Monthly Changes In Total Nonfarm Payrolls – August 4, 2017 Update

For reference purposes, below are five charts that display growth in payroll employment, as depicted by the Total Nonfarm Payrolls measures (FRED data series PAYEMS).

PAYEMS, which is seasonally adjusted, is defined in Financial Reserve Economic Data [FRED] as:

All Employees: Total Nonfarm, commonly known as Total Nonfarm Payroll, is a measure of the number of U.S. workers in the economy that excludes proprietors, private household employees, unpaid volunteers, farm employees, and the unincorporated self-employed. This measure accounts for approximately 80 percent of the workers who contribute to Gross Domestic Product (GDP).

This measure provides useful insights into the current economic situation because it can represent the number of jobs added or lost in an economy. Increases in employment might indicate that businesses are hiring which might also suggest that businesses are growing. Additionally, those who are newly employed have increased their personal incomes, which means (all else constant) their disposable incomes have also increased, thus fostering further economic expansion.

Generally, the U.S. labor force and levels of employment and unemployment are subject to fluctuations due to seasonal changes in weather, major holidays, and the opening and closing of schools. The Bureau of Labor Statistics (BLS) adjusts the data to offset the seasonal effects to show non-seasonal changes: for example, women’s participation in the labor force; or a general decline in the number of employees, a possible indication of a downturn in the economy. To closely examine seasonal and non-seasonal changes, the BLS releases two monthly statistical measures: the seasonally adjusted All Employees: Total Nonfarm (PAYEMS) and All Employees: Total Nonfarm (PAYNSA), which is not seasonally adjusted.

The series comes from the ‘Current Employment Statistics (Establishment Survey).’

The source code is: CES0000000001

The first chart shows the monthly change in Total Nonfarm Payrolls from the year 2000 through the current report of July 2017:

(click on charts to enlarge images)

Total Nonfarm Payroll Monthly Change From Year 2000

Data Source: FRED, Federal Reserve Economic Data, Federal Reserve Bank of St. Louis: All Employees: Total nonfarm [PAYEMS] ; U.S. Department of Labor: Bureau of Labor Statistics; accessed August 4, 2017;

https://research.stlouisfed.org/fred2/series/PAYEMS

The second chart shows a longer-term chart of the same month-over-month change in Total Nonfarm Payrolls (reports of January 1940 through the present report of July 2017):

Total Nonfarm Payrolls Monthly Change Since The Year 1939

The third chart shows the aggregate number of Total Nonfarm Payrolls, from January 1939 – July 2017 (July 2017 value of 146.615 million):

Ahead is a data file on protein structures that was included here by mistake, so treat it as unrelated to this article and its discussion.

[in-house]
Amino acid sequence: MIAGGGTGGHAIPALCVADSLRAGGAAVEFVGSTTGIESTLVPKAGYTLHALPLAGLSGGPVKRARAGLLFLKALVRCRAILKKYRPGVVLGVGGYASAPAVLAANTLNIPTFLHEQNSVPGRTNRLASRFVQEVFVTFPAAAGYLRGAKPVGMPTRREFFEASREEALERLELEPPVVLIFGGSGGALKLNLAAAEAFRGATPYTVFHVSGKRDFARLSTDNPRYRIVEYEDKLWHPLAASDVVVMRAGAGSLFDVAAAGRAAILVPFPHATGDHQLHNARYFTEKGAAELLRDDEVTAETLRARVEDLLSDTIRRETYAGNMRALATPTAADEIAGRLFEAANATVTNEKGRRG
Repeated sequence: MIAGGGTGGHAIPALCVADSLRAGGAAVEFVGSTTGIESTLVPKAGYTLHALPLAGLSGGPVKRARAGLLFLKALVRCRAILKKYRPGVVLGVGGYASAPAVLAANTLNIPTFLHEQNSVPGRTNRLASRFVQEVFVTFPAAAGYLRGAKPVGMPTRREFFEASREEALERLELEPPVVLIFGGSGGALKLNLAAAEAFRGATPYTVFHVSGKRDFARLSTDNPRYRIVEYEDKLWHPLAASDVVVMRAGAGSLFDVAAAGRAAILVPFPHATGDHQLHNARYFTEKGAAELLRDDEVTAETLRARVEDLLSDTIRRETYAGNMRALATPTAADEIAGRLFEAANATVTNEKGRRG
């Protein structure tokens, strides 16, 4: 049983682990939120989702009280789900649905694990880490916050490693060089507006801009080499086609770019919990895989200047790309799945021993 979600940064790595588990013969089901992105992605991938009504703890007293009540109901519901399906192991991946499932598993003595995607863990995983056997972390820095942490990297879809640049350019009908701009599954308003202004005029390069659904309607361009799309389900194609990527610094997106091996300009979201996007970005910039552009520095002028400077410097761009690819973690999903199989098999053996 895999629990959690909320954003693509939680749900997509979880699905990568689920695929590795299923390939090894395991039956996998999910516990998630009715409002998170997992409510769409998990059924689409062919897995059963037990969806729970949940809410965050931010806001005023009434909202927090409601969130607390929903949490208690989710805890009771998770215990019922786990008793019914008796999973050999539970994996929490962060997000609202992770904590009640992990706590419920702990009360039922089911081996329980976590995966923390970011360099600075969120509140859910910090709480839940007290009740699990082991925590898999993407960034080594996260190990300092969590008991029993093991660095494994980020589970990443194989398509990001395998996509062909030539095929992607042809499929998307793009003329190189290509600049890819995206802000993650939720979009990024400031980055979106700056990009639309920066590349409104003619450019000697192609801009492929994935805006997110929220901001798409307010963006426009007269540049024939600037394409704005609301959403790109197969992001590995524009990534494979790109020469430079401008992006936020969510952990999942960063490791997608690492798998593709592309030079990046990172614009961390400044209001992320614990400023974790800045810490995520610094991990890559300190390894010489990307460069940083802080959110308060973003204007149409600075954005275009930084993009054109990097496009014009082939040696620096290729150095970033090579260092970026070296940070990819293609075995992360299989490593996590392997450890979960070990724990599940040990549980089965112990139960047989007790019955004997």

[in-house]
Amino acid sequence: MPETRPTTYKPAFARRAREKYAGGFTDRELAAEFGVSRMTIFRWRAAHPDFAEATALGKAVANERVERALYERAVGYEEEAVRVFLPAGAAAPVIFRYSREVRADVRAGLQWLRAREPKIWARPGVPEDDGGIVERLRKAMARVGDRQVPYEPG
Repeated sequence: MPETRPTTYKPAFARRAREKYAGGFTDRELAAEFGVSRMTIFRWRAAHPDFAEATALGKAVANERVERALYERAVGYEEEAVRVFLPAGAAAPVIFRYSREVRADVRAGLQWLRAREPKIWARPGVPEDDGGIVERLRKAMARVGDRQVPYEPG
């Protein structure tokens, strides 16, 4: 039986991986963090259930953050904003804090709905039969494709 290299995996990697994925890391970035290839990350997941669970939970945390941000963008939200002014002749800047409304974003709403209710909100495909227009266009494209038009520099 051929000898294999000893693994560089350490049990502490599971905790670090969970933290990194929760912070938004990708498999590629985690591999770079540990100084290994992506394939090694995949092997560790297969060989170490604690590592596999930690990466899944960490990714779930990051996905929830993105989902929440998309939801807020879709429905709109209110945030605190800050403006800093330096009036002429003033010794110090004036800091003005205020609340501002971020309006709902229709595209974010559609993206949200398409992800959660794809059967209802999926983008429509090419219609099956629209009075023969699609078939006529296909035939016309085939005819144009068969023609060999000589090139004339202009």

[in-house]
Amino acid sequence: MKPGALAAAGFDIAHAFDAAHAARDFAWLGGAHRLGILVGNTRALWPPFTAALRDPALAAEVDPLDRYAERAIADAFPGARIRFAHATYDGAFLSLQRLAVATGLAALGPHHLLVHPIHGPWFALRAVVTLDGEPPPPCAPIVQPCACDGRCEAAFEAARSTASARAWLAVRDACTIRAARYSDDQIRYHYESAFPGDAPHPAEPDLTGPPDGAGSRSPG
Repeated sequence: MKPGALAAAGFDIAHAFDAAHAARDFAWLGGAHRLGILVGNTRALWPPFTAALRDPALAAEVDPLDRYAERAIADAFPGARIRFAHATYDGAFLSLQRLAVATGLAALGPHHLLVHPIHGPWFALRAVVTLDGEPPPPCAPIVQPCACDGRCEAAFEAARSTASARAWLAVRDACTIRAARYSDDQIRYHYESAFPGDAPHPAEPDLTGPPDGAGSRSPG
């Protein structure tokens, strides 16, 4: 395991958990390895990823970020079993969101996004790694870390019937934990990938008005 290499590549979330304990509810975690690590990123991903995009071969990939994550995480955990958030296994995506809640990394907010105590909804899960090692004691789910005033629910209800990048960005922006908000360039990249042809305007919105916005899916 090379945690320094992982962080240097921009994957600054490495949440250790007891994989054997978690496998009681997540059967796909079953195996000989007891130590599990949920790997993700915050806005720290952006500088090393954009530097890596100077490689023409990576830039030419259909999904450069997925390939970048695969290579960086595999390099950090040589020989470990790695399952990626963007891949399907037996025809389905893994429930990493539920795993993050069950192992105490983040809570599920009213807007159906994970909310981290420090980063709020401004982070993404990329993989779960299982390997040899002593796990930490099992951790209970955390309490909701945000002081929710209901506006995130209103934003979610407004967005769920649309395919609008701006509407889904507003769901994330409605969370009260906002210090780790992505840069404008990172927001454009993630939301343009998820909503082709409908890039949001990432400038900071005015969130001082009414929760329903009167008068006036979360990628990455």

Total Nonfarm Payrolls since 1939

The fourth chart shows this same aggregate number of Total Nonfarm Payrolls measure as seen above but presented on a LOG scale:

PAYEMS LOG scale

Lastly, the fifth chart shows the Total Nonfarm Payrolls number on a “Percent Change from Year Ago” basis from January 1940 – July 2017:

PAYEMS Percent Change From Year Ago

_________

I post various indicators and indices because I believe they should be carefully monitored.  However, as those familiar with this site are aware, I do not necessarily agree with what they depict or imply.

_____

The Special Note summarizes my overall thoughts about our economic situation

SPX at 2474.09 as this post is written

Average Hourly Earnings Trends

I have written many blog posts concerning the worrisome trends in income and earnings.

Along these lines, one of the measures showing disconcerting trends is that of hourly earnings.

While the concept of hourly earnings can be defined and measured in a variety of ways, below are a few charts that I believe broadly illustrate problematic trends.

The first chart depicts Average Hourly Earnings Of All Employees: Total Private (FRED series CES0500000003)(current value = $26.36):

(click on chart to enlarge image)(chart last updated 8-4-17)

CES0500000003

Data Source: FRED, Federal Reserve Economic Data, Federal Reserve Bank of St. Louis: Average Hourly Earnings of All Employees:  Total Private [CES0500000003] ; U.S. Department of Labor: Bureau of Labor Statistics; accessed August 4, 2017:

http://research.stlouisfed.org/fred2/series/CES0500000003

This next chart depicts this same measure on a “Percentage Change From A Year Ago” basis.   While not totally surprising, I find the decline from 2009 and subsequent trend to be disconcerting:

(click on chart to enlarge image)(chart last updated 8-4-17)

CES0500000003

There are slightly different measures available from a longer-term perspective. Pictured below is another measure, the Average Hourly Earnings of Production and Nonsupervisory Employees – Total Private (FRED series AHETPI)(current value = $22.10):

(click on chart to enlarge image)(chart last updated 8-4-17)

AHETPI

Data Source: FRED, Federal Reserve Economic Data, Federal Reserve Bank of St. Louis: Average Hourly Earnings of Production and Nonsupervisory Employees:  Total Private [AHETPI] ; U.S. Department of Labor: Bureau of Labor Statistics;  accessed August 4, 2017:

http://research.stlouisfed.org/fred2/series/AHETPI